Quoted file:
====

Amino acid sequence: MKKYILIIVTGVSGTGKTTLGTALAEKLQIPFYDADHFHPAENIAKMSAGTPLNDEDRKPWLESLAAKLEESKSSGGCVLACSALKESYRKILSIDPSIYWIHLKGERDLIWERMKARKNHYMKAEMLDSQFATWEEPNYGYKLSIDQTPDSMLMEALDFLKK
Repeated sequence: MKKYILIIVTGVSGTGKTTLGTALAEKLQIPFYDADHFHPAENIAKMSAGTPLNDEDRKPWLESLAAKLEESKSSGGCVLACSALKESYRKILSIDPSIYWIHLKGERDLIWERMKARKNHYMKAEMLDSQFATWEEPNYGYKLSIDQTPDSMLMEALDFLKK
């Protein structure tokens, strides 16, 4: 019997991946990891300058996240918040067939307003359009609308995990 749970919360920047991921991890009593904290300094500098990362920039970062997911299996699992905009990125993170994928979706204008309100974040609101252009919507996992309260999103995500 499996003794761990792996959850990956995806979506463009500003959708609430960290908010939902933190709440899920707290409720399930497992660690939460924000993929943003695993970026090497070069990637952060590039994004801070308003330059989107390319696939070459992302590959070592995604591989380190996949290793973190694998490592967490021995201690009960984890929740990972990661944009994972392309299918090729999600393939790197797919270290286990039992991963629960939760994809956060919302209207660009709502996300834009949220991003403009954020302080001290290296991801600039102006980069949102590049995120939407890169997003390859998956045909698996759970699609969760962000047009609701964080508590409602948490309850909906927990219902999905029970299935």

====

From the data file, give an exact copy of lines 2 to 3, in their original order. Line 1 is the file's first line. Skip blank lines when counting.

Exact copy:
Repeated sequence: MKKYILIIVTGVSGTGKTTLGTALAEKLQIPFYDADHFHPAENIAKMSAGTPLNDEDRKPWLESLAAKLEESKSSGGCVLACSALKESYRKILSIDPSIYWIHLKGERDLIWERMKARKNHYMKAEMLDSQFATWEEPNYGYKLSIDQTPDSMLMEALDFLKK
């Protein structure tokens, strides 16, 4: 019997991946990891300058996240918040067939307003359009609308995990 749970919360920047991921991890009593904290300094500098990362920039970062997911299996699992905009990125993170994928979706204008309100974040609101252009919507996992309260999103995500 499996003794761990792996959850990956995806979506463009500003959708609430960290908010939902933190709440899920707290409720399930497992660690939460924000993929943003695993970026090497070069990637952060590039994004801070308003330059989107390319696939070459992302590959070592995604591989380190996949290793973190694998490592967490021995201690009960984890929740990972990661944009994972392309299918090729999600393939790197797919270290286990039992991963629960939760994809956060919302209207660009709502996300834009949220991003403009954020302080001290290296991801600039102006980069949102590049995120939407890169997003390859998956045909698996759970699609969760962000047009609701964080508590409602948490309850909906927990219902999905029970299935």